THIS MONTH has been declared the driest January in 104 years. The Portuguese Institute of Meteorology announced recently that, very soon, nearly the whole of mainland Portugal will be in a situation of “severe” or “extreme” drought. February, March and April are also expected to be “drier than normal”. The institute further stated that the present situation is now “much more serious than was predicted at the beginning of this month”.
play down water crisis
Fruit farmers in the county of Silves, in the Algarve, Portugal’s largest citrus producing region, are in crisis. The Arade reservoir, crucial to the irrigation of thousands of hectares of citrus orchards that surround it, is now the driest in Portugal and, if there is not enough rain by the summer, it is believed that next year’s harvest will be put in danger because of drought damage done to the trees during the all important blossoming stage.
Because many farmers have successfully relied, year after year, on the many irrigation channels that flow directly from the reservoir, there has been no need to invest in other means of irrigation such as boreholes. Now, all the farmers can do is pray for rain.
Recently, the Faculty of Engineering and Natural Resources (FERN) of the University of the Algarve warned that the Algarve now runs the risk of passing into a period of “extreme” drought and will begin to suffer not only the problems brought by lack of water but also by aridity.
In order to minimise any negative impact on the Algarve’s tourism sector, the drought crisis has, up to now, been played down with local politicians and industry spokesmen guaranteeing that there will still be water in the taps and swimming pools, and irrigation on the golf courses. Nevertheless, it looks likely that there will be a concerted campaign for tougher regulations on water use, such as prohibitions on using drinkable water for irrigation purposes or for washing cars.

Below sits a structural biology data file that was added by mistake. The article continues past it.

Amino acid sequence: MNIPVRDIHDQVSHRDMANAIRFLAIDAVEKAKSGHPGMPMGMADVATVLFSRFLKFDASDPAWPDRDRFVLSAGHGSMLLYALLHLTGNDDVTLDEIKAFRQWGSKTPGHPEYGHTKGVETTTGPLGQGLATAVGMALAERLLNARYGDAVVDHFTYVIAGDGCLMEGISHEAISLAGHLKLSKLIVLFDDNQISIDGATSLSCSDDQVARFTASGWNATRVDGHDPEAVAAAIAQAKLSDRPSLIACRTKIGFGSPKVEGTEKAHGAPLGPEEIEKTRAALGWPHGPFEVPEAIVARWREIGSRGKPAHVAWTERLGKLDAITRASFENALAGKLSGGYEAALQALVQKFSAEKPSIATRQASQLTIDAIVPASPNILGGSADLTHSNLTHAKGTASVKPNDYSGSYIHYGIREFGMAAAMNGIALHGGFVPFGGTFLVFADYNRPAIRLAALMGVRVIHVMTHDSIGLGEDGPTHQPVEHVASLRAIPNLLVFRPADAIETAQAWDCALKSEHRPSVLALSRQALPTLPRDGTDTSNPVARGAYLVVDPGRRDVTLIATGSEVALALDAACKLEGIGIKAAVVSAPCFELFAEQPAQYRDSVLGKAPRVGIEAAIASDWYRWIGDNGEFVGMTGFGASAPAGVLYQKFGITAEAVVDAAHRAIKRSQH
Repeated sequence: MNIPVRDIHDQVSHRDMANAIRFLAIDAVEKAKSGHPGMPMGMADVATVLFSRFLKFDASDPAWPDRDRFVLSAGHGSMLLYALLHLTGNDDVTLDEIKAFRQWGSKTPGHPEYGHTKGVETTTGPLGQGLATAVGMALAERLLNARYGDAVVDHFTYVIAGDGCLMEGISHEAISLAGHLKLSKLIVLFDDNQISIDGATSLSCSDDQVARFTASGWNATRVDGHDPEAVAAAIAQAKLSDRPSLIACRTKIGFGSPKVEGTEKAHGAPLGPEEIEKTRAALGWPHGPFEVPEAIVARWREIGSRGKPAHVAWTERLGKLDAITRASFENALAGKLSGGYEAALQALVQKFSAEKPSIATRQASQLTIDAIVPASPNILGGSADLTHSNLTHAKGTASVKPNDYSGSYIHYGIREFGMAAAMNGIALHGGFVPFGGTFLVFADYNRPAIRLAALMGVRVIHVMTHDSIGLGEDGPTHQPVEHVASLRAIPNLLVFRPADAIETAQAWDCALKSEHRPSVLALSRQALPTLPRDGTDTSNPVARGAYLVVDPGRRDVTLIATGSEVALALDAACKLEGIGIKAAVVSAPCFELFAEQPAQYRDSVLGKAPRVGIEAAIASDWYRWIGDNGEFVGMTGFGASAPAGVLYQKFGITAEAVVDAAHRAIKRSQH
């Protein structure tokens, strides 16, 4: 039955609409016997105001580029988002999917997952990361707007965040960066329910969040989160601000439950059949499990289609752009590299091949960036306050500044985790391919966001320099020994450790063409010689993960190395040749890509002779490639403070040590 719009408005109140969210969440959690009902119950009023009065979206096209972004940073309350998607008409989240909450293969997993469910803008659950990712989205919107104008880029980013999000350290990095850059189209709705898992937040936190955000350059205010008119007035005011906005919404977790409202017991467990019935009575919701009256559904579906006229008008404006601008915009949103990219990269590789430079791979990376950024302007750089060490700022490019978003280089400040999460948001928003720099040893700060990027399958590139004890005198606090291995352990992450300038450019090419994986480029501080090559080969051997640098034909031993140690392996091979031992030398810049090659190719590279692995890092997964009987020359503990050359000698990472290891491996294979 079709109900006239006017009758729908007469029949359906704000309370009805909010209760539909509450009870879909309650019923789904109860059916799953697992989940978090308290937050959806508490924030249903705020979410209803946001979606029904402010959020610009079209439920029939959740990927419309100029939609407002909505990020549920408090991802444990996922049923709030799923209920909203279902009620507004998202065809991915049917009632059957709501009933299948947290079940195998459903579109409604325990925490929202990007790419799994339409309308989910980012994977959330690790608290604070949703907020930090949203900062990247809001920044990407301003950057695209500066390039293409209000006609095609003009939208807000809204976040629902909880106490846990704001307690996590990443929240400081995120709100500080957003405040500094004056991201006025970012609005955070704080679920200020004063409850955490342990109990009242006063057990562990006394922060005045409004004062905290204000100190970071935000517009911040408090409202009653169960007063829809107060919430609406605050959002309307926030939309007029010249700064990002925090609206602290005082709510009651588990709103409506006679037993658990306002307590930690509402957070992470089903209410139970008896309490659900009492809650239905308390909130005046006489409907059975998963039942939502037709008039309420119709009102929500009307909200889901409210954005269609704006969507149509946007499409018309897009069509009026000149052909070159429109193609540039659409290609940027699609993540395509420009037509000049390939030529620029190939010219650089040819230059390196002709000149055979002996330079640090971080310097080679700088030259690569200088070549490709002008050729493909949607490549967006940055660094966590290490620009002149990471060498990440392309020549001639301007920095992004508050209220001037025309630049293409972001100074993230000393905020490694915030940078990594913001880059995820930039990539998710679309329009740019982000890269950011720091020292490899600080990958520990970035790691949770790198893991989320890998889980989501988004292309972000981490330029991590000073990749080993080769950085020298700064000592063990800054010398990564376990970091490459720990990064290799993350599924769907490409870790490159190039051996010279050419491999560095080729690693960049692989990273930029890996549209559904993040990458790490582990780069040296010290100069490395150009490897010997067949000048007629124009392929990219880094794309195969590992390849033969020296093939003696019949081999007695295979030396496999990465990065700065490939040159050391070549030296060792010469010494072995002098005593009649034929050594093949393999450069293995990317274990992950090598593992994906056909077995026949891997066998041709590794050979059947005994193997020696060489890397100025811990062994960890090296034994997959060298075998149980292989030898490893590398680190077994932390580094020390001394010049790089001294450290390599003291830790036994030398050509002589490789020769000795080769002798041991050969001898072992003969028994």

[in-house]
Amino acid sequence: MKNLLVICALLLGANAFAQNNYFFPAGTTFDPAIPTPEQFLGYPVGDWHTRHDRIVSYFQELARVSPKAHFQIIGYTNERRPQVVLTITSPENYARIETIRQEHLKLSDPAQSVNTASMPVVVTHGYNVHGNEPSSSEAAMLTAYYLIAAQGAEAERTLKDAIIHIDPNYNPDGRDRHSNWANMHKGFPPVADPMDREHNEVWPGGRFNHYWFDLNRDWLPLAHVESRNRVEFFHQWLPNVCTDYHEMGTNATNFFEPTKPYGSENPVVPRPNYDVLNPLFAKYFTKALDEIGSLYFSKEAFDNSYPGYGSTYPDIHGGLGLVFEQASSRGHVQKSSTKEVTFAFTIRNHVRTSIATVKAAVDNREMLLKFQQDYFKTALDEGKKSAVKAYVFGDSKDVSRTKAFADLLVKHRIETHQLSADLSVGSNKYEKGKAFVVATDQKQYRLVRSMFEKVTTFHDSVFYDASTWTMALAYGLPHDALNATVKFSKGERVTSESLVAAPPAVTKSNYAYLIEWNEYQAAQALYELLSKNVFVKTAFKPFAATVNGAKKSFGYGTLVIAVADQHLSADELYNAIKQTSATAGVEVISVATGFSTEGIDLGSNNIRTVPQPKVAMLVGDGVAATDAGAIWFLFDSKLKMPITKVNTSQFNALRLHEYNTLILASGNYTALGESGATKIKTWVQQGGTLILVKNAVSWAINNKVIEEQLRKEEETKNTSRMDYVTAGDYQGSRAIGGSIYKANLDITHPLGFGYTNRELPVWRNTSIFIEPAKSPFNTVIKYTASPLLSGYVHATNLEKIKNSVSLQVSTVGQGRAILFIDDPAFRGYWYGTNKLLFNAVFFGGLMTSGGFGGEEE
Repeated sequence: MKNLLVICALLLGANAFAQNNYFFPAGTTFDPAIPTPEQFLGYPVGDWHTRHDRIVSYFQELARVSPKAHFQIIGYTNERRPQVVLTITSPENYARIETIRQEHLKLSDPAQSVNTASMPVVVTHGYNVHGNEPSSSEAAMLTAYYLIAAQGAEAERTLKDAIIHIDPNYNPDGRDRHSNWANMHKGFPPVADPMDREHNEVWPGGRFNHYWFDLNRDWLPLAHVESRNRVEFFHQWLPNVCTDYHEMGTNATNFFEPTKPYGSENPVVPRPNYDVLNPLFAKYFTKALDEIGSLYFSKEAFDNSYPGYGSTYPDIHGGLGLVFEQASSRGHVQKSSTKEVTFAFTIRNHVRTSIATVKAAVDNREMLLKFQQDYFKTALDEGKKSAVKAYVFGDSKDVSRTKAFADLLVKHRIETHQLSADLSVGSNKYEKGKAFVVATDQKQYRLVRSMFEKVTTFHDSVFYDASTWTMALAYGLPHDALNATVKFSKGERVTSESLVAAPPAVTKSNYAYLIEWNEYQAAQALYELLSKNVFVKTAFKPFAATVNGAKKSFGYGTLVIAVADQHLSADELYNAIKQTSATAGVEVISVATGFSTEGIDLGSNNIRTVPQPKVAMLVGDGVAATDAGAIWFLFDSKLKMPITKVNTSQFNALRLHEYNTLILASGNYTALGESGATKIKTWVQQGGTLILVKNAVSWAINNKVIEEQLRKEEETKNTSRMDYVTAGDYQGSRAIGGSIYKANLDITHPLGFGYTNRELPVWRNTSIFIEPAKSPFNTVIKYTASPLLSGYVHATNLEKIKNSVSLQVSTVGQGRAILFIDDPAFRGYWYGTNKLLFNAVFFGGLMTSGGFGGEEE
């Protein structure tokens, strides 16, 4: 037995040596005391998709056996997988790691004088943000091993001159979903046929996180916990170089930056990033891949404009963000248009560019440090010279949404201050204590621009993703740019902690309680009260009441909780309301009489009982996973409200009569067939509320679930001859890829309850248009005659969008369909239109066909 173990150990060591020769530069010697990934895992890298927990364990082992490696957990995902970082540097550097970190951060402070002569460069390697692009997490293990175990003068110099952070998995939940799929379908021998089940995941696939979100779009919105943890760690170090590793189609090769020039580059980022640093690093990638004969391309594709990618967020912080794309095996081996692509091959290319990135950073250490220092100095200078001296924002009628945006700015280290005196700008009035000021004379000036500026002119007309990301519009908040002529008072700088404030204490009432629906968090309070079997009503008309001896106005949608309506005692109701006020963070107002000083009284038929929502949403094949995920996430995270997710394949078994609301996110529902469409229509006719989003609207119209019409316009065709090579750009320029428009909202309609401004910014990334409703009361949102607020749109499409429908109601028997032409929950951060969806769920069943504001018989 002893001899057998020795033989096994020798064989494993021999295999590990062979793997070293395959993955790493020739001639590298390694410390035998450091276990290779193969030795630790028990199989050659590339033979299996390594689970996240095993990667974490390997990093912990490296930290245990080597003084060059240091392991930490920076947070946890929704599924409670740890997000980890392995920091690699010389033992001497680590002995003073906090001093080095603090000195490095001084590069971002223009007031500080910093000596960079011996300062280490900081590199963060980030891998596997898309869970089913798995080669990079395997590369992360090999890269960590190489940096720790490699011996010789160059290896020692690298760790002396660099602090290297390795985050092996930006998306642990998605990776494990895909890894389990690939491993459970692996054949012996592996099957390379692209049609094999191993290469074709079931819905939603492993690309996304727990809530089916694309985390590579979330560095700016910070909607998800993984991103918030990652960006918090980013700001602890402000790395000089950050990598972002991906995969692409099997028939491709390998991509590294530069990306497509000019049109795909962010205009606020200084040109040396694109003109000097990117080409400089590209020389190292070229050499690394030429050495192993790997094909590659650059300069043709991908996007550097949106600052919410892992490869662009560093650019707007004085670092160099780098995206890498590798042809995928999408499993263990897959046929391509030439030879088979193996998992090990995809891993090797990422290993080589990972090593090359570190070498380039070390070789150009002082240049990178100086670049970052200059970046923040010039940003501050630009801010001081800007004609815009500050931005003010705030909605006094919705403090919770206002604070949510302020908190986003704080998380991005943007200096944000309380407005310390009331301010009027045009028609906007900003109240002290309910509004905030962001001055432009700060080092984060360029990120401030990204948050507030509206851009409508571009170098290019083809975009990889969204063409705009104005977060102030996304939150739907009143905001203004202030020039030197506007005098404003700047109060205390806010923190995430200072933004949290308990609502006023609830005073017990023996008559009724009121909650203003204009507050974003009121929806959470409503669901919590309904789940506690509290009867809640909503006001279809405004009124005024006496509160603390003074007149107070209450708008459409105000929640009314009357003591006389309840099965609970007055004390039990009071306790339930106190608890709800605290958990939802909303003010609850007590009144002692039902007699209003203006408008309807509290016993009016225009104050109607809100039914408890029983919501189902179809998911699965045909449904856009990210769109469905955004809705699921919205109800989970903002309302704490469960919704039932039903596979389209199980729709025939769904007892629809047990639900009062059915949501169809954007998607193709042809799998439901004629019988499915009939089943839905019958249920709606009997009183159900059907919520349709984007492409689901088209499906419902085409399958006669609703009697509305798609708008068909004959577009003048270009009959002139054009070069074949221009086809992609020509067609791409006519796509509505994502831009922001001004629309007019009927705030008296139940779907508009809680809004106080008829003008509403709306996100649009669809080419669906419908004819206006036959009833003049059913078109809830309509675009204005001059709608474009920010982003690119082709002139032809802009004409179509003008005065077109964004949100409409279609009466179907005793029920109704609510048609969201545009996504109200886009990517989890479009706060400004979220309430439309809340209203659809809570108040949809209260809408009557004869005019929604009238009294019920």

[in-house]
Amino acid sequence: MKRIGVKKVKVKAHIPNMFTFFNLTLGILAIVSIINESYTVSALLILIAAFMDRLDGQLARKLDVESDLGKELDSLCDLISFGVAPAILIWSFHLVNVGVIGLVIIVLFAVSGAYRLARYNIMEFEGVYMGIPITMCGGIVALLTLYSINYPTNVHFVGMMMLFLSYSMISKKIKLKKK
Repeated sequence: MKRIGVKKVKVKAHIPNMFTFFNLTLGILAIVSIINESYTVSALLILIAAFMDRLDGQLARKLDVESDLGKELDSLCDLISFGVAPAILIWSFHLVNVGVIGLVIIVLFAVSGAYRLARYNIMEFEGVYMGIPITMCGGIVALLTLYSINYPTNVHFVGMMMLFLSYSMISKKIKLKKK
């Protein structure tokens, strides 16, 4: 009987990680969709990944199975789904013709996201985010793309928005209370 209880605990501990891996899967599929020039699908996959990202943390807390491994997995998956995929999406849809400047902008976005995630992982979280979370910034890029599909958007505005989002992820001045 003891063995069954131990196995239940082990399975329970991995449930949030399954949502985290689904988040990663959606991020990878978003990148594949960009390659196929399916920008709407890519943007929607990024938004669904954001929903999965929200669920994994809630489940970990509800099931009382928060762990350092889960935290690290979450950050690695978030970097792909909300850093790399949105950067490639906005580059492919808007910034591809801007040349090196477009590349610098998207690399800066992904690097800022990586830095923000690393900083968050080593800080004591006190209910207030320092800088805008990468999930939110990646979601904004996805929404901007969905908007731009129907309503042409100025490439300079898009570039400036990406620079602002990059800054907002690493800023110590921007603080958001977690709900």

Meanwhile, Águas do Algarve, the body responsible for the supply of water to the public, is supplementing dwindling supplies in the reservoirs through the use of nine boreholes in the Querença-Silves region. Another dozen are expected to be opened over the next few weeks.
Cattle die in Alentejo
Summer-like weather in the middle of winter is having devastating effects in the Alentejo, where, according to the Association of Southern Sheep Farmers, about
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3,000 sheep have died of starvation since last November. Shortage of water has additionally caused a substantial proportion of the crops in the Beja district to fail and it is anticipated that in areas such as Roxo, many farmers will be unable to plant crops at all this year.
With irrigation bans already in force in some areas, fears are now passing to the quality of water left for human consumption as reservoir levels drop and the warm weather encourages the multiplication of harmful aquatic bacteria.
At the same time, experts have lashed out at the nation’s lack of strategy in dealing with the crisis. Eugénio Sequeira, spokesman for the League for the Protection of Nature, stated recently in the Público newspaper: “There can be no justification for the death of cattle, since, in Mediterranean regimes, farmers have to put by fodder for these situations. This is what is done in other countries, but here everyone just waits for the State to help them.”
However, he added that, “while the farmers should take preventative measures in the short-term, it is the role of the State to look after the long-term, promoting drought mitigation measures.”
Such measures would include the creation of cattle fodder reserves, improving water retention in the soil through increased use of water channels and the implementation of strict rules on water use, as soon as future drought conditions become a possibility – with some areas of the country being subject to tighter water-use controls all year round.